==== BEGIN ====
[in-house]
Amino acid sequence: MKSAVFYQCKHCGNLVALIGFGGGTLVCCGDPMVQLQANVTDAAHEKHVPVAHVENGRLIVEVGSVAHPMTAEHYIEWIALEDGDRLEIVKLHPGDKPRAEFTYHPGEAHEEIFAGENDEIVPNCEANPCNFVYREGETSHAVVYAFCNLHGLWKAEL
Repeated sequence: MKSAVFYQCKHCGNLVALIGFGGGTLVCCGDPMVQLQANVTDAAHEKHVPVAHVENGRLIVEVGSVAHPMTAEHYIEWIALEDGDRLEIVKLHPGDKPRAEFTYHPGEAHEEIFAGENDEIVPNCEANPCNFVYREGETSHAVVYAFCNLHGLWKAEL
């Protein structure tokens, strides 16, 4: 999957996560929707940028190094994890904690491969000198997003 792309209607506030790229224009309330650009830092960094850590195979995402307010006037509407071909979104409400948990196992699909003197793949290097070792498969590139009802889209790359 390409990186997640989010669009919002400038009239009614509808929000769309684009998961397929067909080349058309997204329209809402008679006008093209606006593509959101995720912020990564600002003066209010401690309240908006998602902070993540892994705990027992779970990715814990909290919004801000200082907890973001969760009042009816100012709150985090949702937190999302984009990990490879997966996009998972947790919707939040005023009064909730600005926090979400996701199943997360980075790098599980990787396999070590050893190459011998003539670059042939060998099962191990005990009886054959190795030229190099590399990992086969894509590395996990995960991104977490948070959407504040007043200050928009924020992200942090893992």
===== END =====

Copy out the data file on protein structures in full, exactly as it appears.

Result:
[in-house]
Amino acid sequence: MKSAVFYQCKHCGNLVALIGFGGGTLVCCGDPMVQLQANVTDAAHEKHVPVAHVENGRLIVEVGSVAHPMTAEHYIEWIALEDGDRLEIVKLHPGDKPRAEFTYHPGEAHEEIFAGENDEIVPNCEANPCNFVYREGETSHAVVYAFCNLHGLWKAEL
Repeated sequence: MKSAVFYQCKHCGNLVALIGFGGGTLVCCGDPMVQLQANVTDAAHEKHVPVAHVENGRLIVEVGSVAHPMTAEHYIEWIALEDGDRLEIVKLHPGDKPRAEFTYHPGEAHEEIFAGENDEIVPNCEANPCNFVYREGETSHAVVYAFCNLHGLWKAEL
């Protein structure tokens, strides 16, 4: 999957996560929707940028190094994890904690491969000198997003 792309209607506030790229224009309330650009830092960094850590195979995402307010006037509407071909979104409400948990196992699909003197793949290097070792498969590139009802889209790359 390409990186997640989010669009919002400038009239009614509808929000769309684009998961397929067909080349058309997204329209809402008679006008093209606006593509959101995720912020990564600002003066209010401690309240908006998602902070993540892994705990027992779970990715814990909290919004801000200082907890973001969760009042009816100012709150985090949702937190999302984009990990490879997966996009998972947790919707939040005023009064909730600005926090979400996701199943997360980075790098599980990787396999070590050893190459011998003539670059042939060998099962191990005990009886054959190795030229190099590399990992086969894509590395996990995960991104977490948070959407504040007043200050928009924020992200942090893992």